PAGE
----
It wasn’t just that Mises deeply appreciated Freud’s own contributions. Mises often mentions psychology and psychotherapy as significant scientific advances, ones that contributed to the cause of human liberty.

I’ve always longed for the opportunity to query Mises further on his views on these matters. After all, Freud is one of most influential and nearly universally criticized intellectual figures of the 20th century.

Beyond the attack on socialism, what did Mises think Freud had contributed to his and our own understanding of the human sciences? So far as I knew, Mises never elaborated in any depth on this point.

It wasn’t until a couple of days ago that I came to understand the larger picture.

In 1952, Mises gave nine lectures at the San Francisco Public Library, mostly covering socialism and Marxism. Bettina Bien Greaves was there and took careful, perfect shorthand notes — talk about a lost skill! Half a century later, she gathered these notes and edited them into beautiful essays in a book called Marxism Unmasked: From Delusion to Destruction. These were published in 2006, but, as far as I can tell, they were not widely read or discussed. (They’ve also finally been published online at

A delightful feature of this book is how the essays reflect a spoken prose, not highly formalized academic work. So the entire narrative provides extra insight into Mises’s own personality. It is in these lectures that Mises defends Freud in some detail.

Mises begins his discussion of Freud by remarking how completely “mixed up” are the people who link Marxian materialism with Freudianpsychoanalysis. For one thing, Freud was not a socialist. More than that, Mises said, Freud and his contemporary Josef Breuer actually fought against materialist thinking and opened up a completely new way of understanding the astonishing power of the human mind.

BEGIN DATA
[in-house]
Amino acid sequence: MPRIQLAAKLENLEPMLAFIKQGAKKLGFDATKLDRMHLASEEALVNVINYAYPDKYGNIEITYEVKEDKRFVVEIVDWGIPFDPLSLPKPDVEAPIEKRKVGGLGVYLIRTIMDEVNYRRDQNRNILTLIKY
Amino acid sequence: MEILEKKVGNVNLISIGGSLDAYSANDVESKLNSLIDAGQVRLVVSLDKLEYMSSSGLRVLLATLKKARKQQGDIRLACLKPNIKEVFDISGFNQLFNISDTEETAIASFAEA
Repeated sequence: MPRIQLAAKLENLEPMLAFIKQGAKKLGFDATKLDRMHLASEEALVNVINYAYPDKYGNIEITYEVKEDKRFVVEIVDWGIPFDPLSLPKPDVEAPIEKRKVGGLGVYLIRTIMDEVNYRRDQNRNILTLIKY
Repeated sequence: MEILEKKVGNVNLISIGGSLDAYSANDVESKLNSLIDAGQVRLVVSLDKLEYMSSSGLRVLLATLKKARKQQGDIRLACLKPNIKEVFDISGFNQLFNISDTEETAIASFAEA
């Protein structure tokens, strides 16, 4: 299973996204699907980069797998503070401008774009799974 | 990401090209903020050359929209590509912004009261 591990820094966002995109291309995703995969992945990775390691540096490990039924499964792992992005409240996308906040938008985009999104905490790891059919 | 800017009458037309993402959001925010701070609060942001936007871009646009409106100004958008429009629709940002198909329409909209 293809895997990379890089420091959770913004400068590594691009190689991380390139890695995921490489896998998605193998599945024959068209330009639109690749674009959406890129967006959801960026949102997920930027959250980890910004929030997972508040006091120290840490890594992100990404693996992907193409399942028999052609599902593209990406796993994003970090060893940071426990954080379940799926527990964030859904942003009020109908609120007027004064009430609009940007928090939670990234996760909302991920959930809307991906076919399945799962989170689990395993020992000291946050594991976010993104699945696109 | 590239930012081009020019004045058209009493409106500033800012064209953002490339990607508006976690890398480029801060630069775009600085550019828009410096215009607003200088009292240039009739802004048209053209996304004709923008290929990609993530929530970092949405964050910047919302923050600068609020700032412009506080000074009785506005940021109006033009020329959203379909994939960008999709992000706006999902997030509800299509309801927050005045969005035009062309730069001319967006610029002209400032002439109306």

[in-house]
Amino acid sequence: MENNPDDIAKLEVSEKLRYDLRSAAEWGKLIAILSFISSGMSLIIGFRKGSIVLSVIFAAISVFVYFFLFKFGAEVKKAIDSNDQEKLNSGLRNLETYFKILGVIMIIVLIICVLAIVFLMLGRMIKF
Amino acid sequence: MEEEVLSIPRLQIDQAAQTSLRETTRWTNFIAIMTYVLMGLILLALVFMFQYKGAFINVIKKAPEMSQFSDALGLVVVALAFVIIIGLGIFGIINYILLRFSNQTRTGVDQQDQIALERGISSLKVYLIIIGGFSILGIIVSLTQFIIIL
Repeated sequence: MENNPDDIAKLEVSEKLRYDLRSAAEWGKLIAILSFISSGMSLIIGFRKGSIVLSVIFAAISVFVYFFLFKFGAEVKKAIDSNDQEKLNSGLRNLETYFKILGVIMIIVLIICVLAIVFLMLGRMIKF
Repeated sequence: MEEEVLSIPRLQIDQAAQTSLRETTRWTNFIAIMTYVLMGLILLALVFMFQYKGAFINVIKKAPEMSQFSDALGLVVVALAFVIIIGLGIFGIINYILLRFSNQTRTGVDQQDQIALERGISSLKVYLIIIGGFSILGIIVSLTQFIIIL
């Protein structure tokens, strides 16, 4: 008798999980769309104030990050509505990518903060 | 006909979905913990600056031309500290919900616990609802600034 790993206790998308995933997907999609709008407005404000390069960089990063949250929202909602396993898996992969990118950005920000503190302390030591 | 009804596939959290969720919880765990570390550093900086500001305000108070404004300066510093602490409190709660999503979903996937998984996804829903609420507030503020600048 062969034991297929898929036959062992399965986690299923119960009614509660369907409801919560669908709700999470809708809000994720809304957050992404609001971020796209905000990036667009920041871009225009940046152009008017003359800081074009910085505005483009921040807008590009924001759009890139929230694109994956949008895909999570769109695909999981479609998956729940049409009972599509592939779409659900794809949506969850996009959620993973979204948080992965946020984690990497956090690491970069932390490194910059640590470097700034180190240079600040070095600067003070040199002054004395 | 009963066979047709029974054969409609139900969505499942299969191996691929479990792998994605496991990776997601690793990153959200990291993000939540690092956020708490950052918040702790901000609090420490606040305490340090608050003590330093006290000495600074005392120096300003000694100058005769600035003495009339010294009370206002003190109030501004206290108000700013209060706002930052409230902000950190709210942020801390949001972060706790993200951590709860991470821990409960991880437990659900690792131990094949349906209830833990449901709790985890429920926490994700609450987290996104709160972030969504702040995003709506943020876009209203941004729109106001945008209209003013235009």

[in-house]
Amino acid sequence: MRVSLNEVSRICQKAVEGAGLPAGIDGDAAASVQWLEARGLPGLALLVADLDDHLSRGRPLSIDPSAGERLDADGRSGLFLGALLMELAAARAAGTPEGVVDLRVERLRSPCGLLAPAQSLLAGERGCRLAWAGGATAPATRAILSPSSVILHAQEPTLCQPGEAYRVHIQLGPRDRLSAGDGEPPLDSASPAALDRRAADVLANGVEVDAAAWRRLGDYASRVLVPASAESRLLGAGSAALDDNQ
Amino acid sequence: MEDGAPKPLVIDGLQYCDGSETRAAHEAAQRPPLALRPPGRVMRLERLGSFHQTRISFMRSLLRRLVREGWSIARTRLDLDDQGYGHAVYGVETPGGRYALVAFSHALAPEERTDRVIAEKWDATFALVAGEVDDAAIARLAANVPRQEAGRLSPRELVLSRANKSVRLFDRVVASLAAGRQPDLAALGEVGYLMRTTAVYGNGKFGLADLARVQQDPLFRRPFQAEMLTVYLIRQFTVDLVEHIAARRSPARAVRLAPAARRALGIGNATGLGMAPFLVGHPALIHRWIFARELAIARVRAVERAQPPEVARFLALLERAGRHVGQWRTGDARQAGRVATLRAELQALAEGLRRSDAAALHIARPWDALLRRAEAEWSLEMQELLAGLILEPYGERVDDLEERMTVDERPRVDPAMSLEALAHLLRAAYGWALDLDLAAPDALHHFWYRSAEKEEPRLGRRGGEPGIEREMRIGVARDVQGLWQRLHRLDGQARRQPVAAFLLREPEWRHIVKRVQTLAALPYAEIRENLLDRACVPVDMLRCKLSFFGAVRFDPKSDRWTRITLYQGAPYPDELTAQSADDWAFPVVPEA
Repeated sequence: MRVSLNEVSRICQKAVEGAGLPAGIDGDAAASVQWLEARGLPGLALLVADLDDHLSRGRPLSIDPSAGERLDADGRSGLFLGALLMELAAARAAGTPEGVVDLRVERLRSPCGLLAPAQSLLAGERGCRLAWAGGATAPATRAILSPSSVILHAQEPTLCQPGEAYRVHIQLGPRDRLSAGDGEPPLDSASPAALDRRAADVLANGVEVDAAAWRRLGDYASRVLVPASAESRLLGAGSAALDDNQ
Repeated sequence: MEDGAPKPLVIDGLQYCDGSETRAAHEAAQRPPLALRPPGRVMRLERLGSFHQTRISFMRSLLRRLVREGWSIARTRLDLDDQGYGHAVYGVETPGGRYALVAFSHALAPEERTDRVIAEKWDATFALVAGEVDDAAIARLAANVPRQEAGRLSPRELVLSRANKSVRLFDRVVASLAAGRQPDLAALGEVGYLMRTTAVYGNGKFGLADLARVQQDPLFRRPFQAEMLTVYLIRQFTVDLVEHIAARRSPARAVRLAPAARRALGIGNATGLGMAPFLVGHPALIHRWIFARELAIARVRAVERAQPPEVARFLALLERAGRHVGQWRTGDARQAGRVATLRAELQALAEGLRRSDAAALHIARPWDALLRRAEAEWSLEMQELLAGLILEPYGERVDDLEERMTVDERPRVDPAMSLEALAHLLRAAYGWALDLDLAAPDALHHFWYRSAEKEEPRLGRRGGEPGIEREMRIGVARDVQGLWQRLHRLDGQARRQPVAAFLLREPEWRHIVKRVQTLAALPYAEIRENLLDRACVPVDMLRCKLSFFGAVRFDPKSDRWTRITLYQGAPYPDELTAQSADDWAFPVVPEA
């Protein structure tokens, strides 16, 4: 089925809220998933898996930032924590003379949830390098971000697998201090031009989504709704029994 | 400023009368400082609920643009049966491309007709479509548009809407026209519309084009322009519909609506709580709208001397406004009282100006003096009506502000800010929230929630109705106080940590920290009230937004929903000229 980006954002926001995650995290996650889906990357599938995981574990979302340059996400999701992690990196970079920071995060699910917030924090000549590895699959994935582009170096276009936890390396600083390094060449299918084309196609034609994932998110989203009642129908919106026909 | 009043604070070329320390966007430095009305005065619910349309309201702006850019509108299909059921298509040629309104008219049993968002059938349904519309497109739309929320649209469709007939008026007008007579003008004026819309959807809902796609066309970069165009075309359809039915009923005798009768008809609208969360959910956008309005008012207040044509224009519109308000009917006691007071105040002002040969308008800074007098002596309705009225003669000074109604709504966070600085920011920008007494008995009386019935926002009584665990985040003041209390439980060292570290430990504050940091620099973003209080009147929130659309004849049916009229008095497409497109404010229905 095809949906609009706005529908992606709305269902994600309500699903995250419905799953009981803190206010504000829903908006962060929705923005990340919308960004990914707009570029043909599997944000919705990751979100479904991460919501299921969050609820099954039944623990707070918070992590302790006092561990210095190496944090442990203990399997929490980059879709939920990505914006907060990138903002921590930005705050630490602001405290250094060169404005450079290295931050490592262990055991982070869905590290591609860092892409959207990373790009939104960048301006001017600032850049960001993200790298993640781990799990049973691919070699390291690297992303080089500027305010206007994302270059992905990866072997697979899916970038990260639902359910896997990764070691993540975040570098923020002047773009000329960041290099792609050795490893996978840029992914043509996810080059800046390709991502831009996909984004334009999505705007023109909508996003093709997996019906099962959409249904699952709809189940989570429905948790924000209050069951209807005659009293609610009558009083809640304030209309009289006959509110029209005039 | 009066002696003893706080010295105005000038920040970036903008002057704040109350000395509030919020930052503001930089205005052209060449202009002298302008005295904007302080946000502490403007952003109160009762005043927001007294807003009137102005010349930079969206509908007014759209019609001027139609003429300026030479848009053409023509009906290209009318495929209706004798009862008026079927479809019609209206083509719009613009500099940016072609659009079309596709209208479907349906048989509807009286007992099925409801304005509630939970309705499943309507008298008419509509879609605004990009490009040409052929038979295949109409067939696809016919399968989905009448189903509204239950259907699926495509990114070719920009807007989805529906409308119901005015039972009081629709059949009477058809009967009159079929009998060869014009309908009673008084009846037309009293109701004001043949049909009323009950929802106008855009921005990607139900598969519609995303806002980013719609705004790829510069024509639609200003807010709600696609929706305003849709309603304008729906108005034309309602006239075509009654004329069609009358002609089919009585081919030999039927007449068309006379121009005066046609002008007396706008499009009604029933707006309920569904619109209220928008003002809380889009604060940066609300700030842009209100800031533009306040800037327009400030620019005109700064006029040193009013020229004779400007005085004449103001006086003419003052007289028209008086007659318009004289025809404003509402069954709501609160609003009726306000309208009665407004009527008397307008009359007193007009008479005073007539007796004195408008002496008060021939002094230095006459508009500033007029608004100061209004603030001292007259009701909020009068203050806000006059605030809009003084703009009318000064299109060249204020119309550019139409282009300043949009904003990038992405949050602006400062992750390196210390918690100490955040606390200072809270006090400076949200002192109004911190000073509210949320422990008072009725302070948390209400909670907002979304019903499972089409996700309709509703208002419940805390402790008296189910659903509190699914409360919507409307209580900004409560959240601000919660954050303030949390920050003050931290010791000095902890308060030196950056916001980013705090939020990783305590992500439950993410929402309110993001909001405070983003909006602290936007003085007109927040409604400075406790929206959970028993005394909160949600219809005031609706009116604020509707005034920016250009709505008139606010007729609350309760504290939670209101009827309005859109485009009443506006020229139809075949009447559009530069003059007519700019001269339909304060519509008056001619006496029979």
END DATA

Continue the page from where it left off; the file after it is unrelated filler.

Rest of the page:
Before psychology and psychoanalysis, Mises says,

It was the generally uncontested assumption among all doctors that mental disabilities were caused by pathological changes in the human body. If a man had something that was called a nervous or mental disease, they looked for some bodily factor that brought about this state of affairs. From the point of view of the doctor who deals with the human body, this is the only possible interpretation. However, sometimes they were absolutely correct when they said, ‘We don’t know the cause.’ Their only method was to look for a physical cause.

Mises gives an example that obviously had a profound impact on his thinking:

It happened in 1889, just a few years before the first book of Freud and Breuer was published. An eminent man in France committed suicide. For political reasons and because of his religion, the question was raised whether or not he was sane. His family wanted to prove that it was a mental disease. In order to prove his mental disease to the Church, they had to discover some physical cause.

In the absence of a physical cause, the only option was to assume some moral problem, or that he was exaggerating symptoms for effect (“malingering”). Thus, the man who committed suicide without obvious physical maladies could not be buried on church grounds, for example. Mises further notes that “The case of Crown Prince Rudolf of Austria, who committed suicide at Mayerling, raised similar issues.”

Mises gives another example: a lady who was paralyzed physically but with no apparent physical cause. Her paralysis was entirely in her mind. Psychology imagined, perhaps for the first time and in a significant way, that the causation could run from the mind to other physical and biological manifestations. The way we think, the things we imagine, the dreams we have, the attitude we take toward ourselves and others, can have a profound effect on us and on the physical world. Freud, like Mises, believed in the primacy of thinking as a causal agent in the course of human life.